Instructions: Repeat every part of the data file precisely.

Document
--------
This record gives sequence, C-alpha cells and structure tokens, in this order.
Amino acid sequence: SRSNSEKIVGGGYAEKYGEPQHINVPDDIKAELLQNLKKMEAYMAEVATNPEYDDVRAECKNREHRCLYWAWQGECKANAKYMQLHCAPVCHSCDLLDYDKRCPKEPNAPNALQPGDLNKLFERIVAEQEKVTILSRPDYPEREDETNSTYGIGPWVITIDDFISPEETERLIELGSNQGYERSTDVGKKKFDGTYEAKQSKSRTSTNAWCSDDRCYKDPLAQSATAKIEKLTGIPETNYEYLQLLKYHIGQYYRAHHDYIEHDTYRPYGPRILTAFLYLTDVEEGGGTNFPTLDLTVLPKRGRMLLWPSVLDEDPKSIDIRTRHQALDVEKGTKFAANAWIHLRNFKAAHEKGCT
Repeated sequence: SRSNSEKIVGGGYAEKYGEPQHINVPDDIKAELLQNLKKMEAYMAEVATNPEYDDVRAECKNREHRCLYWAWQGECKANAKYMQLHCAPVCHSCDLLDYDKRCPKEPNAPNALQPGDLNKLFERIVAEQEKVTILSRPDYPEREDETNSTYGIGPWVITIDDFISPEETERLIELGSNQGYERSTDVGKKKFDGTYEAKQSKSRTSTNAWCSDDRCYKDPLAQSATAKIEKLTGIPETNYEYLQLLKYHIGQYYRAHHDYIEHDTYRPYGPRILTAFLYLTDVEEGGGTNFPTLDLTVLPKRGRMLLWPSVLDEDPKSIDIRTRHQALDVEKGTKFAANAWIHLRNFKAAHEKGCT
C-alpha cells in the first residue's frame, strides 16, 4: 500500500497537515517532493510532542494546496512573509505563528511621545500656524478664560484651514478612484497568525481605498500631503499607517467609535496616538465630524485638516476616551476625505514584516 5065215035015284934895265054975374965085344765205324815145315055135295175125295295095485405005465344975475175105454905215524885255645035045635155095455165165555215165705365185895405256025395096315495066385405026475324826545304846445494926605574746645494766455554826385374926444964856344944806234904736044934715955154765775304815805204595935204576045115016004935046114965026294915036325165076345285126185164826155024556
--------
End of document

This record gives sequence, C-alpha cells and structure tokens, in this order.
Amino acid sequence: SRSNSEKIVGGGYAEKYGEPQHINVPDDIKAELLQNLKKMEAYMAEVATNPEYDDVRAECKNREHRCLYWAWQGECKANAKYMQLHCAPVCHSCDLLDYDKRCPKEPNAPNALQPGDLNKLFERIVAEQEKVTILSRPDYPEREDETNSTYGIGPWVITIDDFISPEETERLIELGSNQGYERSTDVGKKKFDGTYEAKQSKSRTSTNAWCSDDRCYKDPLAQSATAKIEKLTGIPETNYEYLQLLKYHIGQYYRAHHDYIEHDTYRPYGPRILTAFLYLTDVEEGGGTNFPTLDLTVLPKRGRMLLWPSVLDEDPKSIDIRTRHQALDVEKGTKFAANAWIHLRNFKAAHEKGCT
Repeated sequence: SRSNSEKIVGGGYAEKYGEPQHINVPDDIKAELLQNLKKMEAYMAEVATNPEYDDVRAECKNREHRCLYWAWQGECKANAKYMQLHCAPVCHSCDLLDYDKRCPKEPNAPNALQPGDLNKLFERIVAEQEKVTILSRPDYPEREDETNSTYGIGPWVITIDDFISPEETERLIELGSNQGYERSTDVGKKKFDGTYEAKQSKSRTSTNAWCSDDRCYKDPLAQSATAKIEKLTGIPETNYEYLQLLKYHIGQYYRAHHDYIEHDTYRPYGPRILTAFLYLTDVEEGGGTNFPTLDLTVLPKRGRMLLWPSVLDEDPKSIDIRTRHQALDVEKGTKFAANAWIHLRNFKAAHEKGCT
C-alpha cells in the first residue's frame, strides 16, 4: 500500500497537515517532493510532542494546496512573509505563528511621545500656524478664560484651514478612484497568525481605498500631503499607517467609535496616538465630524485638516476616551476625505514584516 5065215035015284934895265054975374965085344765205324815145315055135295175125295295095485405005465344975475175105454905215524885255645035045635155095455165165555215165705365185895405256025395096315495066385405026475324826545304846445494926605574746645494766455554826385374926444964856344944806234904736044934715955154765775304815805204595935204576045115016004935046114965026294915036325165076345285126185164826155024556